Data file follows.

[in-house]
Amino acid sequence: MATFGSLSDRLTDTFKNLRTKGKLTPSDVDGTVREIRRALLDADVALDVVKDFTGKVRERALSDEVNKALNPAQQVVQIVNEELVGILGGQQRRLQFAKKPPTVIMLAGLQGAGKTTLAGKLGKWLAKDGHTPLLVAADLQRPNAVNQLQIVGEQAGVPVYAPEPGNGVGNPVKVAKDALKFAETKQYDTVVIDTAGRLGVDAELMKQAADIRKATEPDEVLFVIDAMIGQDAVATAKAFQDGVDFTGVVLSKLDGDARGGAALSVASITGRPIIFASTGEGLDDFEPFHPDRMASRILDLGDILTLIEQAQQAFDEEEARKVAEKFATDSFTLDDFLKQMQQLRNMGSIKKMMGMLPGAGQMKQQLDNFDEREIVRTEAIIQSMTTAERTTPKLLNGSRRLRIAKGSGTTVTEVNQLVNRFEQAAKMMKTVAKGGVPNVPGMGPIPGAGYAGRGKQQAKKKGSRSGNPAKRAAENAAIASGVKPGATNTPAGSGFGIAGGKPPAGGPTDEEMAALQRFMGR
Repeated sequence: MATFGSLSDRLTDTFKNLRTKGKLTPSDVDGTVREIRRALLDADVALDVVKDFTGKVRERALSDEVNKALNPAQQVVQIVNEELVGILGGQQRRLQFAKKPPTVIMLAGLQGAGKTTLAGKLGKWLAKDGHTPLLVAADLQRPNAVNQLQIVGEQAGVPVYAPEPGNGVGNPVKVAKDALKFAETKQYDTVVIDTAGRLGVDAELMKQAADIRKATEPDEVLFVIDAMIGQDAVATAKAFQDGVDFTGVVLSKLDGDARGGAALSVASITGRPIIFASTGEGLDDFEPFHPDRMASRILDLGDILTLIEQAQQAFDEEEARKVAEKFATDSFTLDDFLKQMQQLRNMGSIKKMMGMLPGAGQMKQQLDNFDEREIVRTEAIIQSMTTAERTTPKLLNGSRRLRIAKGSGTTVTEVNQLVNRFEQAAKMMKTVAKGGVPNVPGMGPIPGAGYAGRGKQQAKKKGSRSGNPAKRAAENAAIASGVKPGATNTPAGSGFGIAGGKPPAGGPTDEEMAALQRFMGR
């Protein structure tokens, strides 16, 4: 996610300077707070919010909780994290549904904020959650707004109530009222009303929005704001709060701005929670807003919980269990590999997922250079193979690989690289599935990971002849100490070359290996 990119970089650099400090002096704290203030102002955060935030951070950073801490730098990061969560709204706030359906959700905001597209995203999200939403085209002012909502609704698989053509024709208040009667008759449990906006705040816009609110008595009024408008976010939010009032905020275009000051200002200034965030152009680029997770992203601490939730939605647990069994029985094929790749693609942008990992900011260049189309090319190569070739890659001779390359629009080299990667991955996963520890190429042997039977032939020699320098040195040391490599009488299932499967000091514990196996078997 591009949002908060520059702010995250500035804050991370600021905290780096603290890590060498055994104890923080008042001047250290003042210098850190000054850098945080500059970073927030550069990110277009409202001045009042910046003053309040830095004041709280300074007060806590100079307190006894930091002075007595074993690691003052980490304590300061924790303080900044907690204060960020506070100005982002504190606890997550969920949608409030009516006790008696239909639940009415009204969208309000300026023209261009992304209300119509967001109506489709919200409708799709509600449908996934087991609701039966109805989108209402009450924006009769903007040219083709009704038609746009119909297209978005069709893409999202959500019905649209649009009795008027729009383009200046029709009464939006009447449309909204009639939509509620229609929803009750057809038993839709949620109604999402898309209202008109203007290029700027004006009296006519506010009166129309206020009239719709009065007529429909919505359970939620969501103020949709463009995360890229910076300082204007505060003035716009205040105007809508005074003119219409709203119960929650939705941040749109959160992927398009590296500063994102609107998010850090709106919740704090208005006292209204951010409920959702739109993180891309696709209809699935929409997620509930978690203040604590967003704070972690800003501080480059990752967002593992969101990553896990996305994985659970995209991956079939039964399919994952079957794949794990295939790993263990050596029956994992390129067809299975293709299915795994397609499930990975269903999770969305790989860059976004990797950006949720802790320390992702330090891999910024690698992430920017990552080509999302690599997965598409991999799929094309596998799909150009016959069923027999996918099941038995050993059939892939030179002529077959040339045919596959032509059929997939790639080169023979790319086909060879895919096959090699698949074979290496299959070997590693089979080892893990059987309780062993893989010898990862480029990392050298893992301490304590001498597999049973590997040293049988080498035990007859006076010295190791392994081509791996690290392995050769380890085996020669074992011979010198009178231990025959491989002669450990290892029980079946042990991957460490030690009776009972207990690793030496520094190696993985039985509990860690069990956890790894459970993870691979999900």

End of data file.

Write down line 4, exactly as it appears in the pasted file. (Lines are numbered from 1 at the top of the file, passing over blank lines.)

């Protein structure tokens, strides 16, 4: 996610300077707070919010909780994290549904904020959650707004109530009222009303929005704001709060701005929670807003919980269990590999997922250079193979690989690289599935990971002849100490070359290996 990119970089650099400090002096704290203030102002955060935030951070950073801490730098990061969560709204706030359906959700905001597209995203999200939403085209002012909502609704698989053509024709208040009667008759449990906006705040816009609110008595009024408008976010939010009032905020275009000051200002200034965030152009680029997770992203601490939730939605647990069994029985094929790749693609942008990992900011260049189309090319190569070739890659001779390359629009080299990667991955996963520890190429042997039977032939020699320098040195040391490599009488299932499967000091514990196996078997 591009949002908060520059702010995250500035804050991370600021905290780096603290890590060498055994104890923080008042001047250290003042210098850190000054850098945080500059970073927030550069990110277009409202001045009042910046003053309040830095004041709280300074007060806590100079307190006894930091002075007595074993690691003052980490304590300061924790303080900044907690204060960020506070100005982002504190606890997550969920949608409030009516006790008696239909639940009415009204969208309000300026023209261009992304209300119509967001109506489709919200409708799709509600449908996934087991609701039966109805989108209402009450924006009769903007040219083709009704038609746009119909297209978005069709893409999202959500019905649209649009009795008027729009383009200046029709009464939006009447449309909204009639939509509620229609929803009750057809038993839709949620109604999402898309209202008109203007290029700027004006009296006519506010009166129309206020009239719709009065007529429909919505359970939620969501103020949709463009995360890229910076300082204007505060003035716009205040105007809508005074003119219409709203119960929650939705941040749109959160992927398009590296500063994102609107998010850090709106919740704090208005006292209204951010409920959702739109993180891309696709209809699935929409997620509930978690203040604590967003704070972690800003501080480059990752967002593992969101990553896990996305994985659970995209991956079939039964399919994952079957794949794990295939790993263990050596029956994992390129067809299975293709299915795994397609499930990975269903999770969305790989860059976004990797950006949720802790320390992702330090891999910024690698992430920017990552080509999302690599997965598409991999799929094309596998799909150009016959069923027999996918099941038995050993059939892939030179002529077959040339045919596959032509059929997939790639080169023979790319086909060879895919096959090699698949074979290496299959070997590693089979080892893990059987309780062993893989010898990862480029990392050298893992301490304590001498597999049973590997040293049988080498035990007859006076010295190791392994081509791996690290392995050769380890085996020669074992011979010198009178231990025959491989002669450990290892029980079946042990991957460490030690009776009972207990690793030496520094190696993985039985509990860690069990956890790894459970993870691979999900």